The LG V20 is 3-percent taller, 3-percent wider and 4-percent thicker. As we’ll see in a moment, though, it pays you back with a bigger screen.
The V20 is also 4-percent heavier.
Both phones are, in typical flagship fashion, made of aluminum.
Three color options to choose from for each handset.
The V20 gives you a 7-percent bigger screen, based on area.
Both have ultra-sharp QHD resolution, meaning the smaller Pixel has a slightly-higher pixel density.
LG is the rare modern Android manufacturer that chooses IPS over AMOLED.
LG put a little strip of secondary screen above the main one. It serves as a scrolling ticker for notifications, as well as a place where you can launch app and settings shortcuts.
In our experience, the Pixel has noticeably snappier real-world performance: It’s the rare Android phone that’s every bit as buttery-smooth (in day-to-day tasks) as a current-gen iPhone.
Both offer 4 GB of RAM.
The V20 has the more generous storage on the entry-level (in its case, only) tier.
LG also lets you expand that 64 GB of internal memory by popping in a microSD card.
The Pixel has more battery capacity, and it also fared a hair better in our benchmark (streaming video over Wi-Fi, it dropped 11 percent per hour vs. the V20’s 12 percent).
Like Android phones of old, the V20 lets you remove its back and swap batteries.
Both phones have quick-charging tech built-in.
While the Pixel technically has some splash-resistant rating, neither phone has any significant water-proofing.
The V20 comes closer than most phones, but the Google Pixel has the best smartphone camera we’ve ever used (past a certain point, megapixel counts cease to become a defining factor in image quality).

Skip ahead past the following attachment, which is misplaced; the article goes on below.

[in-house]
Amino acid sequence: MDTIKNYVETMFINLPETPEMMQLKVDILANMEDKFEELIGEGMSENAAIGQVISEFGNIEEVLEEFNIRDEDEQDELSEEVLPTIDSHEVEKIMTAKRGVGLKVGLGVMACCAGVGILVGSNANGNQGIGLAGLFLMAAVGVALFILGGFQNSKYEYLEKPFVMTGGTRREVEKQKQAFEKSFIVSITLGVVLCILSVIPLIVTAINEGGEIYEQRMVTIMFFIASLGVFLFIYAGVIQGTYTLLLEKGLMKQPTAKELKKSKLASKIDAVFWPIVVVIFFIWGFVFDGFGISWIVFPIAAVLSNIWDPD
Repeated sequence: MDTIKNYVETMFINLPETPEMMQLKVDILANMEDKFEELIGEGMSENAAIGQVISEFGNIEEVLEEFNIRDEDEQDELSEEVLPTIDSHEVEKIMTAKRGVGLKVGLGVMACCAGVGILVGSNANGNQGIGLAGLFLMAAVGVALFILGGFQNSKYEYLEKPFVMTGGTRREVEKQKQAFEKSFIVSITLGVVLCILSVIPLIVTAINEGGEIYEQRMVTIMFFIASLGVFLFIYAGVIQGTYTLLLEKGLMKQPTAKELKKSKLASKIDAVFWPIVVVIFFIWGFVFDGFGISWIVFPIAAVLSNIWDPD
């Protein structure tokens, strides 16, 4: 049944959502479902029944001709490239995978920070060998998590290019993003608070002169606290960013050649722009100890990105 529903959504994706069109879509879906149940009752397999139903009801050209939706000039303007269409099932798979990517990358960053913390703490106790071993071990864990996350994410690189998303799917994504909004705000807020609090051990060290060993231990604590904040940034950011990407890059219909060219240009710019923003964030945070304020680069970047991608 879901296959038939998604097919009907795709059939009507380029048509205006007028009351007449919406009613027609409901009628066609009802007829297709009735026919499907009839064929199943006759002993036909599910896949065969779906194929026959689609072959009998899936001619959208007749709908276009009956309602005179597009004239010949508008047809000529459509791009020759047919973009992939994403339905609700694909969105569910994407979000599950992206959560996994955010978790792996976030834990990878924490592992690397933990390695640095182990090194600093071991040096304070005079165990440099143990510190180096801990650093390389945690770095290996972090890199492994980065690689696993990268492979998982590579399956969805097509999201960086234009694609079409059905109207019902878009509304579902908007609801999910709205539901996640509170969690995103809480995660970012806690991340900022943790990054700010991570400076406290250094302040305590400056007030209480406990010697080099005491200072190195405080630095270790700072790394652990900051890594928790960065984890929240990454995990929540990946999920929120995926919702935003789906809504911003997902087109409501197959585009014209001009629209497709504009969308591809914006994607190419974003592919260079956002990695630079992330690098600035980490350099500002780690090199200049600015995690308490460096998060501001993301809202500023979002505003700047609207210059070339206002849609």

Camera aperture (rear)
That overall camera advantage for the Pixel comes despite the V20 winning on aperture.
It’s also despite the Pixel not having Optical Image Stabilization. Google’s advanced image-processing algorithms defy the expectations we’d normally garner from specs alone.
Dual (rear) camera
The V20 does, however, have a second camera that enables a quick-toggle into landscape photography, where you can capture wider scenes.
It’s niche, but this is the V20’s killer feature, with its 32-bit “Quad” DAC (for superior wired-headphone audio) and AptX HD Bluetooth codec (for superior wireless audio). If you’re an audiophile, or at least own a pair of audiophile-friendly headphones, this is a great handset.
Both handsets have back-facing fingerprint sensors.
If you want a taste of mobile VR, the Pixel XL works with the sleek-looking Google Daydream View headset. Its game selection is teensy-weensy at the moment, but it will grow over time.
We consider this a big advantage for the Pixel, as it runs stock Android Nougat, and will receive updates to future versions immediately. The V20 runs Nougat too, but it’s LG’s highly customized (i.e. bloatier and slower) variant.
Both handsets released in October.
Starting price (full retail)
US carrier pricing for the V20 is all over the place, so you’ll want to double-check this with yours before buying. The Pixel is set at a firm $769 full retail.